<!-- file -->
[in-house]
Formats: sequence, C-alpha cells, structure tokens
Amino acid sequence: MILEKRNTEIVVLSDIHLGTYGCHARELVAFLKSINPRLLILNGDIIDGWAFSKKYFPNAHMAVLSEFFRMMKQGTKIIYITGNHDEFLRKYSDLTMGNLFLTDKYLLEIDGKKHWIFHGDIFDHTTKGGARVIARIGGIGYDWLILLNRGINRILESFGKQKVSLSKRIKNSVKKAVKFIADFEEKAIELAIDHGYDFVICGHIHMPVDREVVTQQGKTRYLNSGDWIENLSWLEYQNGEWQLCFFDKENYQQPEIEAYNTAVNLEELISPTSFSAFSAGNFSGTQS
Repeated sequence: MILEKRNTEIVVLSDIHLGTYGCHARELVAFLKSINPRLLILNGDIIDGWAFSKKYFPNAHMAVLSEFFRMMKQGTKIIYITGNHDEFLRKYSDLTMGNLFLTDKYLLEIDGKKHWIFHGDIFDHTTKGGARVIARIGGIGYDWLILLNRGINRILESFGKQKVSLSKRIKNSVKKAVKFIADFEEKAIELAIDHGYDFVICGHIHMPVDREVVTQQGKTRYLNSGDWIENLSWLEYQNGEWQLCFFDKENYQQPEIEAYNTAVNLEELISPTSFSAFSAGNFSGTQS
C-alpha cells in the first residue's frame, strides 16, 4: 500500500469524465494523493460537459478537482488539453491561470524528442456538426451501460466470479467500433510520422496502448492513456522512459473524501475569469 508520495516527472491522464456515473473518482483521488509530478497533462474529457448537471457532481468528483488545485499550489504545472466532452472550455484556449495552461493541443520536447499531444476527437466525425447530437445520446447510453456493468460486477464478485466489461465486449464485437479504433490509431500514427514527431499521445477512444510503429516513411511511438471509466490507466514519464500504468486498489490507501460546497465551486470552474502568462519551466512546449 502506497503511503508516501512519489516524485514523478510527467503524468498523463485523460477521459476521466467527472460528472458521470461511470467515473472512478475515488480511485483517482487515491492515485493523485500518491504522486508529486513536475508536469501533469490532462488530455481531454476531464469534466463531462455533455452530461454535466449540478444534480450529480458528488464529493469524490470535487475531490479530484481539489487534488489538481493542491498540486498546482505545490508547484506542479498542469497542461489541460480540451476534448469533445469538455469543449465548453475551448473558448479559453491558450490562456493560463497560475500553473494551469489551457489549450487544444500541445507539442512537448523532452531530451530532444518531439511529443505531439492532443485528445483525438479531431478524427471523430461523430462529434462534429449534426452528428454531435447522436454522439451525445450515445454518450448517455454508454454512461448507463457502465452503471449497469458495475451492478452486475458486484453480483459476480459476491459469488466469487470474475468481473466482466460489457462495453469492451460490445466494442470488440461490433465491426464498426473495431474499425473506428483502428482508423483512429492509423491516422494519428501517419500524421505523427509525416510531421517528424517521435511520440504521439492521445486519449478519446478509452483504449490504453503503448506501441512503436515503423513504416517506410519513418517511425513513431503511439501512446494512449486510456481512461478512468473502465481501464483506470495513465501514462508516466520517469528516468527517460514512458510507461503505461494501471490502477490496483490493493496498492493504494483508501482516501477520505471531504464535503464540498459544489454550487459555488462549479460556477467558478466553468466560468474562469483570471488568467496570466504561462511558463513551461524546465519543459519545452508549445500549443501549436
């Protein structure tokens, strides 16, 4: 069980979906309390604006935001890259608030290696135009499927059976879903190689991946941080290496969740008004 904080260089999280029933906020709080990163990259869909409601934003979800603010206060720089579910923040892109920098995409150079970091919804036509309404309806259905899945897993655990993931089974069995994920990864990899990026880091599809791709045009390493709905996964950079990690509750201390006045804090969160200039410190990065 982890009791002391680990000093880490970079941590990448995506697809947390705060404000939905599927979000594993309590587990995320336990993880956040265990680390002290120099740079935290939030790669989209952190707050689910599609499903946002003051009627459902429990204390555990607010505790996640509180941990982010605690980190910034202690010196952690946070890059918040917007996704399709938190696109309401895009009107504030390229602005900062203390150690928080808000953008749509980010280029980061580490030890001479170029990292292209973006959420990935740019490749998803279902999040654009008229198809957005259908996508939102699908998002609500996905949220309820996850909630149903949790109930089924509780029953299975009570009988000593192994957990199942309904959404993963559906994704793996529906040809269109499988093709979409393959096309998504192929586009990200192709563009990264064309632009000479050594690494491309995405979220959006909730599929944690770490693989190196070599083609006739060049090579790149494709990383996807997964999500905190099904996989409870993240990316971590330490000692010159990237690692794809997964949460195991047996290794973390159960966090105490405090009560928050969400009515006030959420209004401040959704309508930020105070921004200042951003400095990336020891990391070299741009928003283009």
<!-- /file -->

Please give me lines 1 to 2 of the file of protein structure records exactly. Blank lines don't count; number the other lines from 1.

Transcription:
[in-house]
Formats: sequence, C-alpha cells, structure tokens